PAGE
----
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Congenital tracheomalacia

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Other Names: Tracheomalacia, congenital; Type 1 tracheomalacia; Congenital major airway collapse Congenital tracheomalacia is when an infant is born with weak cartilage around the windpipe (trachea) that makes it difficult to keep the airway open. The trachea can collapse when breathing out. Tracheomalacia can occur on its own or along with other airway problems. It can also occur with congenital abnormalities that affect other parts of the body.

Cause

Tracheomalacia in a newborn occurs when the cartilage in the windpipe has not developed properly. Instead of being rigid, the walls of the trachea are floppy. Because the windpipe is the main airway, breathing problems begin soon after birth. Congenital tracheomalacia is very uncommon.

Signs and symptoms

Symptoms can range from mild to severe. Symptoms may include:

  • Breathing noises that may change with position and improve during sleep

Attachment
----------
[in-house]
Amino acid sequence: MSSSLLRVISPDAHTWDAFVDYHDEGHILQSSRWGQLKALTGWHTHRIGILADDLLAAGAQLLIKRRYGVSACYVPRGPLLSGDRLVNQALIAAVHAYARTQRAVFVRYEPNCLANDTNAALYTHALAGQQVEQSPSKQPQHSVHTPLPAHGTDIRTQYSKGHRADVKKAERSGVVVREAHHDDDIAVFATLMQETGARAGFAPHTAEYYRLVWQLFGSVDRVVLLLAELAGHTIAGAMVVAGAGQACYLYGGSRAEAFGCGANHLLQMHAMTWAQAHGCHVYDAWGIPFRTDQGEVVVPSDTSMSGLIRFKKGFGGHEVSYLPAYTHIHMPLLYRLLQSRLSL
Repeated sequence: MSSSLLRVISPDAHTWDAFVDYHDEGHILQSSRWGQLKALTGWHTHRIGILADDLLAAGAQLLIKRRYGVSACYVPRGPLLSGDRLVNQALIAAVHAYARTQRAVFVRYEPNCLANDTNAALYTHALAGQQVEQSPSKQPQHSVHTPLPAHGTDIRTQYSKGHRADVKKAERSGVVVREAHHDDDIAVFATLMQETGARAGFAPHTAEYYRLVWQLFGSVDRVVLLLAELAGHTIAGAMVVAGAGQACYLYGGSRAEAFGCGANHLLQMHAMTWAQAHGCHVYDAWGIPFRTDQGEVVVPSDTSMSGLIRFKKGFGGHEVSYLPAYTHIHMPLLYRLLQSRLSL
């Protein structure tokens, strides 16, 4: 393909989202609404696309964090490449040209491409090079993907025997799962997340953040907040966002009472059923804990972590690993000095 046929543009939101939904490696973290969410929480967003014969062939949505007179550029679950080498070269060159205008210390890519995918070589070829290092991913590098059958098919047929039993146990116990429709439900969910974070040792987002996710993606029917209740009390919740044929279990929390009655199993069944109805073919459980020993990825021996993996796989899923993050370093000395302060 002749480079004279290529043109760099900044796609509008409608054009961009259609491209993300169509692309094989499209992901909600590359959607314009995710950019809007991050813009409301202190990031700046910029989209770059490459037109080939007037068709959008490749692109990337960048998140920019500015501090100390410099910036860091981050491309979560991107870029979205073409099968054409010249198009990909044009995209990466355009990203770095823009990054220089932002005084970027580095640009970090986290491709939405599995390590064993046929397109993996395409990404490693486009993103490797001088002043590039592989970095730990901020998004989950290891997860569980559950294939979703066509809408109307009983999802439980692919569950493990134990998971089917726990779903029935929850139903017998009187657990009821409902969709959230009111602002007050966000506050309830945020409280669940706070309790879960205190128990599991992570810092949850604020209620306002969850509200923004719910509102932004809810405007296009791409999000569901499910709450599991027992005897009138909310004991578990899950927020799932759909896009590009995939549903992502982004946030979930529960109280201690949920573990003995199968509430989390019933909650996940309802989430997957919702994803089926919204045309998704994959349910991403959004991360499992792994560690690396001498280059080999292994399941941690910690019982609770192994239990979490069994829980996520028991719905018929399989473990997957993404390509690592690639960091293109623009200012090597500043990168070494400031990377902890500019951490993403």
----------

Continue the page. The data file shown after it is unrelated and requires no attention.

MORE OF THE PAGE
• Breathing problems that get worse with coughing, crying, feeding, or upper respiratory infections (such as cold)
  • High-pitched breathing
  • Rattling or noisy breaths

Diagnosis

A physical exam confirms the symptoms. A chest x-ray will be done to rule out other problems. The x-ray may show narrowing of the trachea when breathing in.

A procedure called laryngoscopy provides the most reliable diagnosis. In this procedure, an otolaryngologist (ear, nose, and throat doctor, or ENT) will look at the structure of the airway and determine how severe the problem is. Other tests may include:

Treatment

Most infants respond well to humidified air, careful feedings, and antibiotics for infections. Babies with tracheomalacia must be closely monitored when they have respiratory infections. Often, the symptoms of tracheomalacia improve as the infant grows. Rarely, surgery is needed

Prognosis

The long-term outlook of congenital tracheomalacia is good in children with no associated problems. These children tend to improve by age 2.Children who have tracheomalacia in combination with other malformations tend to have symptoms that last into later childhood. Studies suggest that some people with tracheomalacia have exercise intolerance as adults.

Possible serious complications of tracheomalacia include complete airway blockage, repeat infection, respiratory failure, and failure to thrive. Treatments to prevent these complications include positive pressure ventilatory support (cPAP) or surgery (e.g., aortopexy, tracheopexy, tracheal stent). Surgery is reserved for treatment of very serious cases.

NIH genetic and rare disease info

Congenital tracheomalacia is a rare disease.

Latest research - Congenital tracheomalacia

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